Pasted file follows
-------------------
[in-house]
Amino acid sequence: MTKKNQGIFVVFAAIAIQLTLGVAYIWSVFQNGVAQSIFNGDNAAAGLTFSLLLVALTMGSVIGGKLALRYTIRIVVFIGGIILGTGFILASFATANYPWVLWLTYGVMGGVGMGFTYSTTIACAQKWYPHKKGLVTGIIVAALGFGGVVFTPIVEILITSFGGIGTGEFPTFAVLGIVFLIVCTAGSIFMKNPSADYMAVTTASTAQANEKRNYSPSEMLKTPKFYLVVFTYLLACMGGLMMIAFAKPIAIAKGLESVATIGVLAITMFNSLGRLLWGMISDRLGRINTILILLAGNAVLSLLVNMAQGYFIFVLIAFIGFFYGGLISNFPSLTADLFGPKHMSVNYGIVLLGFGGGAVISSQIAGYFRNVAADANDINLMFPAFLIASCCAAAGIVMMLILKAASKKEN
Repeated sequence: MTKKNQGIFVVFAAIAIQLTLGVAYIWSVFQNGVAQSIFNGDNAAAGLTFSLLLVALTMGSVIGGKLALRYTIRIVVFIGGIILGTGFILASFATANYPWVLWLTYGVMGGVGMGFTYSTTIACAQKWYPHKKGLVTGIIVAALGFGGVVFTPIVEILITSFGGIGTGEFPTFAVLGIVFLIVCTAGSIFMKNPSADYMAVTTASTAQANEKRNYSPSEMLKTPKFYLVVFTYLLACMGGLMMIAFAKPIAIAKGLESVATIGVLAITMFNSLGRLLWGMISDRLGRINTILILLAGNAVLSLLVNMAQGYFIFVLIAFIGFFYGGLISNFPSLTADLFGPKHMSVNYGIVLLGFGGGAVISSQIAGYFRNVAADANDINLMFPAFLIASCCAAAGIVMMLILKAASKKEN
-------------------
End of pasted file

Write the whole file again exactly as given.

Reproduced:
[in-house]
Amino acid sequence: MTKKNQGIFVVFAAIAIQLTLGVAYIWSVFQNGVAQSIFNGDNAAAGLTFSLLLVALTMGSVIGGKLALRYTIRIVVFIGGIILGTGFILASFATANYPWVLWLTYGVMGGVGMGFTYSTTIACAQKWYPHKKGLVTGIIVAALGFGGVVFTPIVEILITSFGGIGTGEFPTFAVLGIVFLIVCTAGSIFMKNPSADYMAVTTASTAQANEKRNYSPSEMLKTPKFYLVVFTYLLACMGGLMMIAFAKPIAIAKGLESVATIGVLAITMFNSLGRLLWGMISDRLGRINTILILLAGNAVLSLLVNMAQGYFIFVLIAFIGFFYGGLISNFPSLTADLFGPKHMSVNYGIVLLGFGGGAVISSQIAGYFRNVAADANDINLMFPAFLIASCCAAAGIVMMLILKAASKKEN
Repeated sequence: MTKKNQGIFVVFAAIAIQLTLGVAYIWSVFQNGVAQSIFNGDNAAAGLTFSLLLVALTMGSVIGGKLALRYTIRIVVFIGGIILGTGFILASFATANYPWVLWLTYGVMGGVGMGFTYSTTIACAQKWYPHKKGLVTGIIVAALGFGGVVFTPIVEILITSFGGIGTGEFPTFAVLGIVFLIVCTAGSIFMKNPSADYMAVTTASTAQANEKRNYSPSEMLKTPKFYLVVFTYLLACMGGLMMIAFAKPIAIAKGLESVATIGVLAITMFNSLGRLLWGMISDRLGRINTILILLAGNAVLSLLVNMAQGYFIFVLIAFIGFFYGGLISNFPSLTADLFGPKHMSVNYGIVLLGFGGGAVISSQIAGYFRNVAADANDINLMFPAFLIASCCAAAGIVMMLILKAASKKEN